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July 30 2012

14:00

The Fundamental Problem With Political Cookies, Microtargeting

The MIT Technology Review recently posted an article titled, "Campaigns to Track Voters with 'Political Cookies." It freaks me out for a reason I'll get to below.

From Technology Review:

The technology involves matching a person's web identity with information gathered about that person offline, including his or her party registration, voting history, charitable donations, address, age, and even hobbies.

Companies selling political targeting services say "microtargeting" of campaign advertising will make it less expensive, more up to the minute, and possibly less intrusive. But critics say there's a downside to political ads that combine offline and online data. "These are not your mom and pop TV ads. These are ads increasingly designed for you--to tell you what you may want to hear," says Jeff Chester, executive director of the Center for Digital Democracy.

funny-pictures-cat-wishes-to-access-your-cookies.jpg

Like most conscientious web users, I'm skeeved by the privacy issues of cookies, even as I tolerate them for their convenience.

But the real, immediate, permanent harm of political cookies, like Chester argues, is the other kind of privacy: the privacy it affords you to avoid public discussion, the (otherwise positive) right to be left alone.

Targeted ads bypass the public. They needn't be subject to civic debate. In fact, they foreclose the very possibility. With political cookies, civic debate about those messages can only happen within the subject's own head.

When MIT Center for Civic Media's own Matt Stempeck and Dan Schultz proposed projects like a recommended daily intake for the news, a credibility API, or automatic bullshit detectors, they're doing a great service but not necessarily a public service. Their work implicitly acknowledges -- and they're right -- that a political message is now predominantly a direct communications experience, from a campaign directly to an individual subject.

toward private politics

It's a private experience. Democracy without the demos. By definition and design, there's no public counterpoint to an ad targeted with cookies.

The earliest examples of American democracy took for granted that debate was public, happening among many individuals and associations of them. And a core logic, without which the rest fails, is that people are persuadable. Campaigns would love to persuade, but it's cheaper to reinforce. And reinforcement happens by aggregating individuals' click and spending data, with targeting taking into account predispositions, self-identification, and biases.

There's no need to persuade. No need, it feels, to be persuaded. No need to live outside our own private politics.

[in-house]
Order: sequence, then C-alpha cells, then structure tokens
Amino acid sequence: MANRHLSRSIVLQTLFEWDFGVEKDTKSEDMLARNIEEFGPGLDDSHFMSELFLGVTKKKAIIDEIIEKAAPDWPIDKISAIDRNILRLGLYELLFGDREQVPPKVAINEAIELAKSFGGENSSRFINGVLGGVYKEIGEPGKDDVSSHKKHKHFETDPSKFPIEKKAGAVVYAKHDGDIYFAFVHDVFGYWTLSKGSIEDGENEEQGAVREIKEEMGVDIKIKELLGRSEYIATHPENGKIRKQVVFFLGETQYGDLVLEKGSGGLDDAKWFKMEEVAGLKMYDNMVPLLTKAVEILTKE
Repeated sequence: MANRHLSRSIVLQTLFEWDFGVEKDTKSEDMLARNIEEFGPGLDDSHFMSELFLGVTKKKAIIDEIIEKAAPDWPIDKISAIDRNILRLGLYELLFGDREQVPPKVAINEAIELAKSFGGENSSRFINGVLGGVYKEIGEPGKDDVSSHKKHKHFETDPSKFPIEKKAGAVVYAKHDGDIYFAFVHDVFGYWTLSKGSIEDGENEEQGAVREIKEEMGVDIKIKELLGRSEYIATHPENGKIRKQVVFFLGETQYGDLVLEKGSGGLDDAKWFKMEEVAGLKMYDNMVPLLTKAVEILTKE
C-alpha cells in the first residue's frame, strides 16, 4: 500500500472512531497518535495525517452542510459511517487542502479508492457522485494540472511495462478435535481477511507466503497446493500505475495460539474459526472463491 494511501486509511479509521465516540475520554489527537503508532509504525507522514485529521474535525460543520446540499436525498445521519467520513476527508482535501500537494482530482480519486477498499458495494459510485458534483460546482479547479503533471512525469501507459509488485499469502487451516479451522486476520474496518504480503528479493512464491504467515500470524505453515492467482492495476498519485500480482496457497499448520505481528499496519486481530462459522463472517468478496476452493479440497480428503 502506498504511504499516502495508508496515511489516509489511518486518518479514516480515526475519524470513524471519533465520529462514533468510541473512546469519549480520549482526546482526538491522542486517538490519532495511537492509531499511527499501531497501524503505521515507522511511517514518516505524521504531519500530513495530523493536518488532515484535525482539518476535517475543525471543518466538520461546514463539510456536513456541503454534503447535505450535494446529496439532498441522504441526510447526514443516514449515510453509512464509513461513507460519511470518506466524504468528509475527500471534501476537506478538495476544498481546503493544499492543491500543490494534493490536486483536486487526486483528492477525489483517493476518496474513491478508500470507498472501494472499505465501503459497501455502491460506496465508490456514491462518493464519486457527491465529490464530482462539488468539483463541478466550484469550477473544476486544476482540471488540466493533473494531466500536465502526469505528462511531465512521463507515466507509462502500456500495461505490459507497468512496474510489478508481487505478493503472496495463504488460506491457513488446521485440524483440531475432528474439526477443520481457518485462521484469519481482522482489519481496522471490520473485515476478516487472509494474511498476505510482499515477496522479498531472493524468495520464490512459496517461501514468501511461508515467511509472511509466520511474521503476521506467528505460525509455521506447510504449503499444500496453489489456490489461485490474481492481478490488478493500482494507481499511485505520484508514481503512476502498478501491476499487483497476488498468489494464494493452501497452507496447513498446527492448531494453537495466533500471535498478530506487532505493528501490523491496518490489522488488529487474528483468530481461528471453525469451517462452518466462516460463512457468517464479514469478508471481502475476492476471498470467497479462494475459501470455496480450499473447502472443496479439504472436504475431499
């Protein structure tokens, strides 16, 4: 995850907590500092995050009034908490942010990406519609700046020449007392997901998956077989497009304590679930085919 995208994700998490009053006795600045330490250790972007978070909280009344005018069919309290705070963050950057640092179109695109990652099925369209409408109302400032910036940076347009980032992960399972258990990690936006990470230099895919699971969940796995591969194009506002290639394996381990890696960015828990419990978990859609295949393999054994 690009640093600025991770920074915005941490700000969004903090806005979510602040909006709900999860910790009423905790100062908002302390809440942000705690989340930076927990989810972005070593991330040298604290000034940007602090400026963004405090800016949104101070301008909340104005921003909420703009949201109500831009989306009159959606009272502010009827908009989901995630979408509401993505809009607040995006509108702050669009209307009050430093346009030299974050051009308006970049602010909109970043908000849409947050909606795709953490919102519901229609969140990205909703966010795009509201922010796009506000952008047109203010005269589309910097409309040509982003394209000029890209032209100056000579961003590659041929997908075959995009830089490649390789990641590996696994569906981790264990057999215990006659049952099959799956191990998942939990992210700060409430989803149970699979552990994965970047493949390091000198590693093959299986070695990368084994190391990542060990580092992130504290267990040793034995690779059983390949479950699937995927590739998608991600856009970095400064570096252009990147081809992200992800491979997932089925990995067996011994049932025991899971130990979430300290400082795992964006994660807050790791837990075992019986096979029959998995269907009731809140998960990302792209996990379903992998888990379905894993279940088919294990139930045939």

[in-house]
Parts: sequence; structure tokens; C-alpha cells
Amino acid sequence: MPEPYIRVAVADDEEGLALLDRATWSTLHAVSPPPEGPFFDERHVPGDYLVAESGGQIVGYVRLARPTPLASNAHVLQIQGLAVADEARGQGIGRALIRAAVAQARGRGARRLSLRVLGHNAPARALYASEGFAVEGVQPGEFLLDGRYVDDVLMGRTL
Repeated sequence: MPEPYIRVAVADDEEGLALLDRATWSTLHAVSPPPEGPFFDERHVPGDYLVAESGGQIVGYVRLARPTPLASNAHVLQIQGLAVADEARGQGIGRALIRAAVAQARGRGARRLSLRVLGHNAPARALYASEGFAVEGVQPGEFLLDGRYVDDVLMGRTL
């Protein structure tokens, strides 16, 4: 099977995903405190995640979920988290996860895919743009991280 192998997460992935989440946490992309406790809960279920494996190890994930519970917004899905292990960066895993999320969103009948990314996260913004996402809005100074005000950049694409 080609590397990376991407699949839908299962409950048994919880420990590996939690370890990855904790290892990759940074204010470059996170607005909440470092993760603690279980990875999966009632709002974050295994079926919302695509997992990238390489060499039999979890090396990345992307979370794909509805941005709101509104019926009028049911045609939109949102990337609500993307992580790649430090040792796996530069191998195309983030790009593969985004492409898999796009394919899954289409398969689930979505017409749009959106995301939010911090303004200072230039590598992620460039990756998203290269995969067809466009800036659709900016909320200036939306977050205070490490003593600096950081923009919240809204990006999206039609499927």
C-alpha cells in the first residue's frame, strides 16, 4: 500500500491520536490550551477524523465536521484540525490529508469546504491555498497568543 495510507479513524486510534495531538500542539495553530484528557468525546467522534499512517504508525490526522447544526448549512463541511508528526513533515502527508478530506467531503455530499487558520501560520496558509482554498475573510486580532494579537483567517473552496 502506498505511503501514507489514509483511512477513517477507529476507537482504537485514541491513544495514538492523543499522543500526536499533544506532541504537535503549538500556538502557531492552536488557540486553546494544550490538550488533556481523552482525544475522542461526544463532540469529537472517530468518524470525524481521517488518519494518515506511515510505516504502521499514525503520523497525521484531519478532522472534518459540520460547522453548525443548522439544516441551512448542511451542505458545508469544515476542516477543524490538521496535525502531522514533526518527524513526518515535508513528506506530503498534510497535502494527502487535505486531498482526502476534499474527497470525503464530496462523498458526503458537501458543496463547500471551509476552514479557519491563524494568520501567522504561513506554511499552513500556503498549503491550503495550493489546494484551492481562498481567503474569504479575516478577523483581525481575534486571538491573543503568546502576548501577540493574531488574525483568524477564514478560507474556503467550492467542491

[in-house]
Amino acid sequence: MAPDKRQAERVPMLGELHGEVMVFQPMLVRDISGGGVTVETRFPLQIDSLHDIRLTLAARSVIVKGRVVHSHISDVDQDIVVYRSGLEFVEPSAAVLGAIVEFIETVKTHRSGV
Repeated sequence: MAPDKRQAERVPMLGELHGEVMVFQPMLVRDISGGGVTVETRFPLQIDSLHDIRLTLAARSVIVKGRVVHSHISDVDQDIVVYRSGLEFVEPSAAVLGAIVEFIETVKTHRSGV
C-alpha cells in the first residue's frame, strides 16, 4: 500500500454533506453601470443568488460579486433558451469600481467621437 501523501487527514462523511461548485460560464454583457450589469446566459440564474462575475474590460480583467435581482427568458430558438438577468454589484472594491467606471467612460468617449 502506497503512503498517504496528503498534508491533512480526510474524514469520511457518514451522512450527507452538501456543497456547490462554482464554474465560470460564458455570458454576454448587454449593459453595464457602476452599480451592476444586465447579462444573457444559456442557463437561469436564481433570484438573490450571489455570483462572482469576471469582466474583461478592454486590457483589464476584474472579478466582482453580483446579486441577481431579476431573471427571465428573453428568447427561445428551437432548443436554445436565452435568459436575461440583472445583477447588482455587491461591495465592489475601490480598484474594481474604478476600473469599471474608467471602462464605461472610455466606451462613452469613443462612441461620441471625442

A version of this post originally appeared on the MIT Center for Civic Media blog.

Andrew Whitacre is Communications Director for the MIT Center for Future Civic Media, 2007 Knight News Challenge winner. A native of the nation's capital, Whitacre has written on communications policy issues, starting with work on satellite radio as a student at Wake Forest University.

September 29 2010

10:32

September 16 2010

12:02

August 04 2010

15:12

US source protection bill amended to exclude WikiLeaks

The furore surrounding WikiLeaks continues this week, as US Senators reportedly working on a “media-shields” legislation to protect journalists from revealing sources are making amendments to ensure no such protection can be afforded to the whistleblowing site.

According to a report by the NYTimes.com, senators Charles Schumer and Dianne Feinstein are drafting the amendment to outline that the bill’s protections would “extend only to traditional news-gathering activities and not to websites that serve as a conduit for the mass dissemination of secret documents”.

Quoting Schumer in a statement he claims the amendments will ensure there is no chance of the law ever being used to protect websites like WikiLeaks.

WikiLeaks should not be spared in any way from the fullest prosecution possible under the law. Our bill already includes safeguards when a leak impacts national security, and it would never grant protection to a website like this one, but we will take this extra step to remove even a scintilla of doubt.

According to the NYTimes.com report, the new bill would require a person to “exhaust all other means” of getting the names they desire before they could take a journalist to court. But they add the amendment may be unecessary due to the method by which the website sources and stores its information.

According to WikiLeaks, the website uses a technology which makes it impossible to trace the source of documents that are submitted to it. So even if the organisation were compelled to disclose a source, it is not clear that it would be able to do so

See the full report here…

Also in WikiLeaks news, the Washington Post reports that the Broadcasting Board of Governors have ordered that the Voice of America “may proceed with reporting on the disclosure of classified documents”. This follows claims that IT personnel at the International Broadcasting Bureau told VOA journalists not to read or email the material on government computers.

The matter was added to the agenda at Friday’s gathering of the new board, which passed a unanimous resolution in closed session that “authorized the Director of the Voice of America to proceed with reporting on the disclosure of classified documents available on the WikiLeaks website in a manner that is consistent with the VOA Charter and the BBG’s statutory mission, and to balance this effort with due consideration for the laws and executive orders” on using classified information.

See the full post here…Similar Posts:



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